Show that we can find infinitely many triples N, N + 1, N + 2 such that each member of the triple is a sum of one or two squares.

**Solution**

Take N = 2n^{2}(n + 1)^{2}. Let m = n(n + 1). So N = m^{2} + m^{2}, N + 2 = (m + 1)^{2} + (m - 1)^{2}.

Slightly less obviously, N + 1 = (n^{2} - 1)^{2} + (n^{2} + 2n)^{2}.

That is clean, but a little unobvious. Fumbling our way to a solution, we note that n^{2}, n^{2} + 1 are easy. So we are home if we can do n^{2} - 1. We need to remember that if A and B are the sum of two squares, then so is AB: (a^{2} + b^{2})(c^{2} + d^{2}) = (ac + bd)^{2} + (ad - bc)^{2}. Thus if we can find a solution for n - 1, n, n + 1, then we can also find one for (n + 1)(n - 1) = n^{2} - 1, n^{2}, n^{2} + 1. A starting solution is 8 = 2^{2} + 2^{2}, 9 = 3^{2}, 10 = 3^{2} + 1.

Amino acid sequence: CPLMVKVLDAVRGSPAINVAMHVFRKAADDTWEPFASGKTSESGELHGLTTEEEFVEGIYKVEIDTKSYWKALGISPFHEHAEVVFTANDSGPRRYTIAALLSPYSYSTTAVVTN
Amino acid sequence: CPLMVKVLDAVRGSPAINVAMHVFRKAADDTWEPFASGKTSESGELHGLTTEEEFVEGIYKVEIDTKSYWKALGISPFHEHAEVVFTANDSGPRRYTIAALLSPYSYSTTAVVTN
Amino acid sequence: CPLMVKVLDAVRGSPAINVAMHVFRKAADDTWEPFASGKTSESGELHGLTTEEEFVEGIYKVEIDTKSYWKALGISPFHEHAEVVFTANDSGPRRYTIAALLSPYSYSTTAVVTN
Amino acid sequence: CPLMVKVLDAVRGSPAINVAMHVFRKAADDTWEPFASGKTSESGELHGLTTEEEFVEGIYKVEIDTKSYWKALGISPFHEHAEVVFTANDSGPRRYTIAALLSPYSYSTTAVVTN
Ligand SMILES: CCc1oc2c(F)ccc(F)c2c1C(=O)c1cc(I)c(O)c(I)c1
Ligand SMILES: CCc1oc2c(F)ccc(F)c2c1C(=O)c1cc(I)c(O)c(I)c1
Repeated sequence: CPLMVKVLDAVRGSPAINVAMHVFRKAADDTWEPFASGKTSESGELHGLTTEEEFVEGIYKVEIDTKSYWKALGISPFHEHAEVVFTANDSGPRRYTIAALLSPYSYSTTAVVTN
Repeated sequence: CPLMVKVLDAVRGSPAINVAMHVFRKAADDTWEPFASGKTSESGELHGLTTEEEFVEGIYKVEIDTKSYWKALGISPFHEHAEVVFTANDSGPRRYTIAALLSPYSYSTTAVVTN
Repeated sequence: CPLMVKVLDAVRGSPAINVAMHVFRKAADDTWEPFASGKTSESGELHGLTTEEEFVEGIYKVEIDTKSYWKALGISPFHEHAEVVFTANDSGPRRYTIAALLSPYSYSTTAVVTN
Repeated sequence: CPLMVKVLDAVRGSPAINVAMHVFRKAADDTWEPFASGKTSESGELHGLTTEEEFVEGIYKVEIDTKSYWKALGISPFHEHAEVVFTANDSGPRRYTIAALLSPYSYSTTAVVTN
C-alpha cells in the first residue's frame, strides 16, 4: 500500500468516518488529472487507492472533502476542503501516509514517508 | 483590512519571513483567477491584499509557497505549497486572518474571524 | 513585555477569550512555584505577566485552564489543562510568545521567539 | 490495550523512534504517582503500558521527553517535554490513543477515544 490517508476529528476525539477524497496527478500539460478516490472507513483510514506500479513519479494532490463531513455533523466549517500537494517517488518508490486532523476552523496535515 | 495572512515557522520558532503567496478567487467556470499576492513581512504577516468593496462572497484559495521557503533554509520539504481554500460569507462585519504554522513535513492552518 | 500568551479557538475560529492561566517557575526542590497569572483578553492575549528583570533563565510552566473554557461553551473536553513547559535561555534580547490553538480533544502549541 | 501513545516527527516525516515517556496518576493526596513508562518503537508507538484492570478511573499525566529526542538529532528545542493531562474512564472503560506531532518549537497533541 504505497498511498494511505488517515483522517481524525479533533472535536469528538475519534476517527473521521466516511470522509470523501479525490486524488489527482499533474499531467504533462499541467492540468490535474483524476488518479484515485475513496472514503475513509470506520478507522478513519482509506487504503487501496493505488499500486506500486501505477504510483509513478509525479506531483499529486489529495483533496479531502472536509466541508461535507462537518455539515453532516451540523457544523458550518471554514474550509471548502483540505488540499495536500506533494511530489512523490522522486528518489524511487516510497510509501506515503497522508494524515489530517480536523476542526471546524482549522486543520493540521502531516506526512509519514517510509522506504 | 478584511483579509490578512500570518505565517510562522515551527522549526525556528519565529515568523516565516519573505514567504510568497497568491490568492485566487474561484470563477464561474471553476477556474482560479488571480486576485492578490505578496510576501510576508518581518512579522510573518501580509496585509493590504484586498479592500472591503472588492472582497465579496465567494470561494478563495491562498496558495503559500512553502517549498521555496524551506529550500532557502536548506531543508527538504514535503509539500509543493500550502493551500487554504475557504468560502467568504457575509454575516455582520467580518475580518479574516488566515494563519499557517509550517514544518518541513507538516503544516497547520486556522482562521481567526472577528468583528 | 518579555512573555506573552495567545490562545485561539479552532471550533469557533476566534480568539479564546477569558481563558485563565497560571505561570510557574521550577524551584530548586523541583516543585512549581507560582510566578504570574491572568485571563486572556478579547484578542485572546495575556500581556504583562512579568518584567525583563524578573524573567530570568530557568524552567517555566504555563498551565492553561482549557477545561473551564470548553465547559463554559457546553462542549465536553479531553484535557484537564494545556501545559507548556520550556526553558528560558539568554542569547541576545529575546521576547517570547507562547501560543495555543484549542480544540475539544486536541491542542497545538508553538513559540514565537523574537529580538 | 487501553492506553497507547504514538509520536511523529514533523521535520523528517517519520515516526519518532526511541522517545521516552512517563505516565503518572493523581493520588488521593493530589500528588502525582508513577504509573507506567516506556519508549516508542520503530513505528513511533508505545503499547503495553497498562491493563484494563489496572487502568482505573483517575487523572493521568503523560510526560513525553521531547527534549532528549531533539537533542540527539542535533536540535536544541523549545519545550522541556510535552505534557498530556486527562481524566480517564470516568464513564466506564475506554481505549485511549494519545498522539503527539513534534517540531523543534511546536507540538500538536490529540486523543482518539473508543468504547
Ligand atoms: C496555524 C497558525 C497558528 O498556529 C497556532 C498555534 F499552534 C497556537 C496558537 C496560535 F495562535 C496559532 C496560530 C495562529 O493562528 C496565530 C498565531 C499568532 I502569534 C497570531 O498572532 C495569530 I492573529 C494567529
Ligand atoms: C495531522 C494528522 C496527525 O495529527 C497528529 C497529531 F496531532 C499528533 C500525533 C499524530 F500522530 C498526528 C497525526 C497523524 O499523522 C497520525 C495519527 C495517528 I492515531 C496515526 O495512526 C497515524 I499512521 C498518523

© John Scholes

jscholes@kalva.demon.co.uk

1 Jan 2001